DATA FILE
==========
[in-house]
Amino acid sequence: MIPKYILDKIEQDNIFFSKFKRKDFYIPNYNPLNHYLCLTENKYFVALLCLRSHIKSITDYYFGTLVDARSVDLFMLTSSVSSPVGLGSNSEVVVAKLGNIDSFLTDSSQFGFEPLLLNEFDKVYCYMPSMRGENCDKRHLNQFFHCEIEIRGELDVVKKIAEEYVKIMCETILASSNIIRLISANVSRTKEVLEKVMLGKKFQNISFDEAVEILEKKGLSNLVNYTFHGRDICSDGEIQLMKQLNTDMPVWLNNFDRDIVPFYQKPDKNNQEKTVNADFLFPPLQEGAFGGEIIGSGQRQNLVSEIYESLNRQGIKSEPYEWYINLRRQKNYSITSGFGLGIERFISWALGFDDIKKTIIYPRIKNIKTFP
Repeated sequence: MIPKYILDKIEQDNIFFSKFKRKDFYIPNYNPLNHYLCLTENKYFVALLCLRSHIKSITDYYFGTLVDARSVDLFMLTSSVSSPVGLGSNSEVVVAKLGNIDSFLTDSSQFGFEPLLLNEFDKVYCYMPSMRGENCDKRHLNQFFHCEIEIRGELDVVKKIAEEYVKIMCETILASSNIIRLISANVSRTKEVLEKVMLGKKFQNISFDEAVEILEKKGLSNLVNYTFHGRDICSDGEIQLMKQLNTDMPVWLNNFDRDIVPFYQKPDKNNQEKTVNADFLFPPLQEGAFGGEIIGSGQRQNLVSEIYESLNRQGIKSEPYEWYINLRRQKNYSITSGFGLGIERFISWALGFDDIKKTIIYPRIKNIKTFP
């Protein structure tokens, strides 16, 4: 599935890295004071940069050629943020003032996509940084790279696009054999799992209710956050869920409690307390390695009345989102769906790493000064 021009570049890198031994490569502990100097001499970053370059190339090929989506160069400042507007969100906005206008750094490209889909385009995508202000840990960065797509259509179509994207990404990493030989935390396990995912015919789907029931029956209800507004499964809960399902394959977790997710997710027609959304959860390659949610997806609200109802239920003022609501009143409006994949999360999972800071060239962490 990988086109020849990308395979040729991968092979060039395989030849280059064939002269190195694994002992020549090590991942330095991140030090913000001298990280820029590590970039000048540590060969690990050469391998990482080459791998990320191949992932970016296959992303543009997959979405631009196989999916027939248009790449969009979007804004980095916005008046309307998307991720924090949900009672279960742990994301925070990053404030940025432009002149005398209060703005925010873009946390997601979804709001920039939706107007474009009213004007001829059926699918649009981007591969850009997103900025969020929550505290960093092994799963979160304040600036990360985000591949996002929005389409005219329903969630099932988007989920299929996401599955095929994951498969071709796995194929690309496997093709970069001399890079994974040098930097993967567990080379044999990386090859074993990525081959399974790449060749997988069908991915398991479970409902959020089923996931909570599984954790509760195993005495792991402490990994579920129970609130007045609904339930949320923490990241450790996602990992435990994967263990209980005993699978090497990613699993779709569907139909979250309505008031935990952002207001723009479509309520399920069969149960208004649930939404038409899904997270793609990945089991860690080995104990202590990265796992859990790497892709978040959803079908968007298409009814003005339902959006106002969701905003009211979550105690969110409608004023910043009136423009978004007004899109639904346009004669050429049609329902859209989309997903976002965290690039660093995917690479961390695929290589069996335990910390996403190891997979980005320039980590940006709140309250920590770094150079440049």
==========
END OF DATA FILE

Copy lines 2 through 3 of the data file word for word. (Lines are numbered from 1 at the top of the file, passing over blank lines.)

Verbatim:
Amino acid sequence: MIPKYILDKIEQDNIFFSKFKRKDFYIPNYNPLNHYLCLTENKYFVALLCLRSHIKSITDYYFGTLVDARSVDLFMLTSSVSSPVGLGSNSEVVVAKLGNIDSFLTDSSQFGFEPLLLNEFDKVYCYMPSMRGENCDKRHLNQFFHCEIEIRGELDVVKKIAEEYVKIMCETILASSNIIRLISANVSRTKEVLEKVMLGKKFQNISFDEAVEILEKKGLSNLVNYTFHGRDICSDGEIQLMKQLNTDMPVWLNNFDRDIVPFYQKPDKNNQEKTVNADFLFPPLQEGAFGGEIIGSGQRQNLVSEIYESLNRQGIKSEPYEWYINLRRQKNYSITSGFGLGIERFISWALGFDDIKKTIIYPRIKNIKTFP
Repeated sequence: MIPKYILDKIEQDNIFFSKFKRKDFYIPNYNPLNHYLCLTENKYFVALLCLRSHIKSITDYYFGTLVDARSVDLFMLTSSVSSPVGLGSNSEVVVAKLGNIDSFLTDSSQFGFEPLLLNEFDKVYCYMPSMRGENCDKRHLNQFFHCEIEIRGELDVVKKIAEEYVKIMCETILASSNIIRLISANVSRTKEVLEKVMLGKKFQNISFDEAVEILEKKGLSNLVNYTFHGRDICSDGEIQLMKQLNTDMPVWLNNFDRDIVPFYQKPDKNNQEKTVNADFLFPPLQEGAFGGEIIGSGQRQNLVSEIYESLNRQGIKSEPYEWYINLRRQKNYSITSGFGLGIERFISWALGFDDIKKTIIYPRIKNIKTFP